A Natural History of Churchyards

Earth to Earth: A Natural History of Churchyards, an interview with Stefan Buczacki

The unique features of churchyards mean that they offer a valuable niche for many species. Enclosed churchyard in particular provide a time-capsule and a window into the components of an ancient British landscape. Well known botanist, mycologist and broadcaster Stefan Buczacki has written a passionate call-to-arms for the future conservation of this important and vital habitat.

Stefan has answered a few questions regarding the natural history of churchyards and what we can do to conserve them.

You refer to a Modern Canon Law, derived from an older law of 1603 that all churchyards should be ‘duly fenced.’ How important was that law in creating the churchyards we’ve inherited?

 

Hugely important because although some churchyards had been enclosed from earlier times, the Canon Law making it essential was what kept churchyards isolated/insulated from changes in the surrounding countryside.

I was fascinated by the ‘ancient countryside’ lying to the east and west of a broad swathe from The Humber, then south to The Wash and on to The New Forest: could you expand on that division you describe?

 

The division into Planned and Ancient Countryside has been known and written about since at least the sixteenth century but the geographical limits I mentioned really date from the area where the Enclosure Acts of the eighteenth and nineteenth centuries were so important. The more formal Planned Countryside landscape has been described as having been ‘laid out hurriedly in a drawing office at the enclosure of each parish’ whereas the fields of Ancient Countryside have ‘the irregularity resulting from centuries of ‘do it yourself’ enclosure and piecemeal alteration’.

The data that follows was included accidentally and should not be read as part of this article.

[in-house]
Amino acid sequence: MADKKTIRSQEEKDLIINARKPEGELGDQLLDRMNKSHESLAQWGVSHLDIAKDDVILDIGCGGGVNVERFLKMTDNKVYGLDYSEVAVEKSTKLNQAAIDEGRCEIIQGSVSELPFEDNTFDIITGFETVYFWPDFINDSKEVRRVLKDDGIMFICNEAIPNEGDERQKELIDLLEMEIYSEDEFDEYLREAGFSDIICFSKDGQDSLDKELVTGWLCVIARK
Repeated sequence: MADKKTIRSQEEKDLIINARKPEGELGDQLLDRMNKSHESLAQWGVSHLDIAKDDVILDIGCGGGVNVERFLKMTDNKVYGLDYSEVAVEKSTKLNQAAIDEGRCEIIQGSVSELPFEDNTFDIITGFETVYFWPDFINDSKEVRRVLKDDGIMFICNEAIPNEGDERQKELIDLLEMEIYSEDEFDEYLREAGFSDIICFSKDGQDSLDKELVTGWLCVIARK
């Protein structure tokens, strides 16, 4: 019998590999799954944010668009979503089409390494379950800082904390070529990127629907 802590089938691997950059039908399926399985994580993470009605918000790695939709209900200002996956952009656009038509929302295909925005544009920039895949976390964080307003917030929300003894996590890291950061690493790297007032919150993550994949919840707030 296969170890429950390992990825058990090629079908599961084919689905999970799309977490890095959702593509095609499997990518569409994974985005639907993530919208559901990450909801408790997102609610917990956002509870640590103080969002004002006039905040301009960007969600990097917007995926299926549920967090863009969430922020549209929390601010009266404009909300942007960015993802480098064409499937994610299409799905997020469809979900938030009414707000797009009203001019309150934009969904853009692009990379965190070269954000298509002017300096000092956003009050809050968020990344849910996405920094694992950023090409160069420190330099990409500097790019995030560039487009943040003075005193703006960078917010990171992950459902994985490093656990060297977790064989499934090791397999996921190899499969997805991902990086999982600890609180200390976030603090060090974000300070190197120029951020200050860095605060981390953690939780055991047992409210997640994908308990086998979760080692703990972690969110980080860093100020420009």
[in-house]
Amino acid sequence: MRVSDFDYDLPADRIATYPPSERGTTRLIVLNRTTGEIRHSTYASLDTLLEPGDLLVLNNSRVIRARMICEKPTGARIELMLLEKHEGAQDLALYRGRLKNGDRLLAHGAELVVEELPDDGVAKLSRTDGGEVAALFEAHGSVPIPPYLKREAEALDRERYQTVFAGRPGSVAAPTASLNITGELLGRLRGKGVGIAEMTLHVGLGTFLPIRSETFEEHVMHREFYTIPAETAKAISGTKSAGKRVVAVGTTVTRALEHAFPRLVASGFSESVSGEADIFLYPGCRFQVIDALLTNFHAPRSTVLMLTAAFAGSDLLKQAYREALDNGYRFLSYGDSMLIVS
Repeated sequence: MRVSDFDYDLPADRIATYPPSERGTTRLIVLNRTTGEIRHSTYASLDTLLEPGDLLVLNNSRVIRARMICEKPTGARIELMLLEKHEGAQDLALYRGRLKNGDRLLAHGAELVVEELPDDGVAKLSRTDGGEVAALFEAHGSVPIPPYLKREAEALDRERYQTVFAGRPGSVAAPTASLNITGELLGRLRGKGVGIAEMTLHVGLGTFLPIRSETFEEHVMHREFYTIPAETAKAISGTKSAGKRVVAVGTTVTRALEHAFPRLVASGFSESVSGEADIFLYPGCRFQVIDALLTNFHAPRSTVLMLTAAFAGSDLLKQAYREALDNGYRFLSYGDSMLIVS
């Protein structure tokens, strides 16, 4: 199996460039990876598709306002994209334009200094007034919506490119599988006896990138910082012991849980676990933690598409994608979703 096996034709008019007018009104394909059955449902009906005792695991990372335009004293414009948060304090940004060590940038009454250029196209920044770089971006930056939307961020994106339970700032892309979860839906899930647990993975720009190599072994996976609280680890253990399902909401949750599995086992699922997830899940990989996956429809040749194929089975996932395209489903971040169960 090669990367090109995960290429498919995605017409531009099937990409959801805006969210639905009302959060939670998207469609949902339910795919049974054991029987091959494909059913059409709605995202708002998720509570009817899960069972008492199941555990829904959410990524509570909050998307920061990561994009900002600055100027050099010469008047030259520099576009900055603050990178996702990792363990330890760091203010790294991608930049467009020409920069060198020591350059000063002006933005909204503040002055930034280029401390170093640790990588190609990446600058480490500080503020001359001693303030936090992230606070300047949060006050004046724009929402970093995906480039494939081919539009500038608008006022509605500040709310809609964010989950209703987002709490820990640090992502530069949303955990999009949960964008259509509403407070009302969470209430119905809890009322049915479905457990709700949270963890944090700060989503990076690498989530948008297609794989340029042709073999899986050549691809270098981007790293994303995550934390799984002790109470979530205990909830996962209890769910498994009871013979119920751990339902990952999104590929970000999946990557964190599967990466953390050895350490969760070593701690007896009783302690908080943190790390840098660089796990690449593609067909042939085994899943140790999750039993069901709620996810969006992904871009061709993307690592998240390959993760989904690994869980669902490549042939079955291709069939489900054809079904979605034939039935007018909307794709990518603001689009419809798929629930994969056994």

If cemeteries, particularly enclosed cemeteries offer a ‘time capsule’ are there any current development or initiatives you can think of that future generations will consider as a similar natural heritage?

 

A difficult one but I suppose the closest might be SSSIs and comparable wild life reserves. National Parks might be thought candidates, but they are too large and too closely managed.

Managing a cemetery in a way that keeps everyone happy seems an impossible job. Last August I was photographing a meadow that had sprung up at a cemetery, when another photographer mentioned how disgusting it was. I was slightly bemused until the man explained he was a town councillor and was disgusted that the cemetery was unmaintained – “an insult to the dead” was how he described it – I thought it looked fantastic! whatever your opinion, how can we achieve common-ground between such diametrically opposed views?

Only by gentle education and by informed churchyard support groups giving guidance and instruction to the wider community. The other side of the coin to that you describe – and equally damaging – is where a churchyard support group itself believes that by creating a neat and tidy herbaceous border in their churchyard to attract butterflies they are doing something worthwhile! A little learning is a dangerous thing.

A whole chapter is devoted to the yew tree; such a familiar sight in so many churchyards. There are many theories as to why yews were so often planted within churchyards. From all the theories in your book, which one do you think has the most credence?

 

That Christianity inherited and then mimicked pre-Christian/Pagan activity without knowing – as we still do not – what its original significance might have been. There is so little documentary evidence from pre-Christian times.